Prayer Longing for the beauty of God’s glory, you were found pleasing to Him while yet in the flesh and by good deeds multiplied the talents entrusted to you. Having suffered greatly, even to the shedding of your blood, you received the crown of martyrdom from Christ. By your prayers, O Lazar, entreat Him to save us who pray to you. Your flock glorifies you as a valiant champion of true piety and a glorious martyr, O most wise Lazar. Since you have boldness before Christ our God, entreat Him to grant peace to those who praise you, that we may cry: “Rejoice, O praise-worthy Lazar!” Amen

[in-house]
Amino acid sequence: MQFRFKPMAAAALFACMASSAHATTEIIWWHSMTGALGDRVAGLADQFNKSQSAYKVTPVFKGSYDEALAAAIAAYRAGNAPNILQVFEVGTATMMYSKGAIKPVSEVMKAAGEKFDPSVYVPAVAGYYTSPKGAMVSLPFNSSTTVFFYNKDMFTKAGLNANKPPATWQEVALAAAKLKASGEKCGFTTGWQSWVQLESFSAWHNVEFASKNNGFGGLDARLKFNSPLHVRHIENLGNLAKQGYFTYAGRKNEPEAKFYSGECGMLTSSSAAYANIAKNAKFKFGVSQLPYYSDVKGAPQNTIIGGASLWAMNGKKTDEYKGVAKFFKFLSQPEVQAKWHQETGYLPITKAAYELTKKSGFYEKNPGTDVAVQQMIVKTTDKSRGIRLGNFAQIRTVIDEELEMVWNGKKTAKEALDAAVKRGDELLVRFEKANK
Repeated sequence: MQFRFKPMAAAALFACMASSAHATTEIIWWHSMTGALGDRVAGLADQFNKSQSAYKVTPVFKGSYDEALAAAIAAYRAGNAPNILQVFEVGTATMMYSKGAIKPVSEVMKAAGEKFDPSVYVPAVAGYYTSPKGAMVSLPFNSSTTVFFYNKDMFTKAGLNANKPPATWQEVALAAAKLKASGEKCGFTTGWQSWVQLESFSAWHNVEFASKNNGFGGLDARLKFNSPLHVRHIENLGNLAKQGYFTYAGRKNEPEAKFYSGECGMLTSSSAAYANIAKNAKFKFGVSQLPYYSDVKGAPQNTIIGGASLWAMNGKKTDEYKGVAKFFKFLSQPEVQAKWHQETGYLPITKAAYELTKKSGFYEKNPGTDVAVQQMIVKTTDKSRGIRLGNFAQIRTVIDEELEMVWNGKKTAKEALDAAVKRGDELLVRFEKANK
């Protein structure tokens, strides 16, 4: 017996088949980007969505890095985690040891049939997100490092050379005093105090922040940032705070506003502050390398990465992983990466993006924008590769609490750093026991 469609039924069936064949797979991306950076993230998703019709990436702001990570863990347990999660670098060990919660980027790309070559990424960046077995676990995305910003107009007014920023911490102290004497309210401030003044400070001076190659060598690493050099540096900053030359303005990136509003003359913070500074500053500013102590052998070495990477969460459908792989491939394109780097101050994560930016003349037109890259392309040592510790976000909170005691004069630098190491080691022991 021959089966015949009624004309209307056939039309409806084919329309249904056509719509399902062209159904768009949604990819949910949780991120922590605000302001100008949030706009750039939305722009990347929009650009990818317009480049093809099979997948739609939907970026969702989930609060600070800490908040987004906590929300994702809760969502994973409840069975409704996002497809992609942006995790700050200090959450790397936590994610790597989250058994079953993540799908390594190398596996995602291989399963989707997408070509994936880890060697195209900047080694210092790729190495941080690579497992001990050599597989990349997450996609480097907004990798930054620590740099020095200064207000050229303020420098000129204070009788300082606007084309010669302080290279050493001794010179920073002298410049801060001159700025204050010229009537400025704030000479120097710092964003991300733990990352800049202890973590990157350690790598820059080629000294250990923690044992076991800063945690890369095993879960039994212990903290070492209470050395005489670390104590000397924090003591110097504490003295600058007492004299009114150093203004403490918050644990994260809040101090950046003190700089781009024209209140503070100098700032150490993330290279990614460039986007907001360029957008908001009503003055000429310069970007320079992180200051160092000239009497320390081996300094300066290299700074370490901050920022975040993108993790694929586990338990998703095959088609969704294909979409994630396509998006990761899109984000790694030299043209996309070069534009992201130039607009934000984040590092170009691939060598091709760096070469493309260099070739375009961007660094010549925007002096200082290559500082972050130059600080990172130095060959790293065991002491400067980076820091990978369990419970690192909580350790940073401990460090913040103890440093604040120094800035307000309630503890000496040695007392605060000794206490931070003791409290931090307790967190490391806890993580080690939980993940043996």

Sts Peter and Paul Fast (Fast of the Holy Apostles). This Fast lasts until 29 June, the Feast of the Holy Apostles Peter and Paul, and is of variable duration depending on the date of Pascha (Easter), beginning as early as 18 May. The Apostles Fast dates from at least the Fifth Century and is observed by Eastern, Oriental and Reformed Orthodox and Eastern Catholic Christians. In the Byzantine tradition, the Fast begins on the Second Monday after the 20 June Pentecost, the day after All Saints’ Sunday, whereas in the Coptic and old Syriac traditions it begins on the first Monday after Pentecost, 14 Paoni 1737 in the Coptic calendar. Having rejoiced for fifty days following Pascha, the Resurrection of Jesus Christ, the Apostles began to prepare for their leaving Jerusalem to spread Christ’s message. According to Sacred Tradition, as part of their preparation they began a prayerful fast to ask God to strengthen their resolve and to be with them in their missionary undertakings. The scriptural foundation for the Fast is found in the Synoptic Gospels, when the Pharisees criticised the Apostles for not fasting and Jesus said to them: “Can the children of the bridechamber mourn, as long as the bridegroom is with them? But the days will come when the bridegroom shall be taken from them and then shall they fast.” Although Christ was referring to His being taken to be crucified, this is in the wider sense understood in terms of His Ascension into heaven with His commission to preach the Gospel that can only be accomplished with prayer and fasting. The Apostles Fast follows rules similar to those observed during the Nativity Fast and is not as strict as the Great Lent or the Dormition Fast but entails fasting from red meat, poultry, meat products, eggs, dairy products, fish, oil and wine. For many Orthodox, fish, wine and oil are allowed on all days except Wednesdays and Fridays. Some other Orthodox, such as the Antiochians, have slightly stricter rules, with fish only allowed on certain weekends. As with the three other fasting seasons of the Church year, there is a Great Feast during the Apostles Fast, the 24 June Feast of the Nativity of the Venerable and Glorious Prophet and Forerunner John the Baptist. Image: pravmir.com.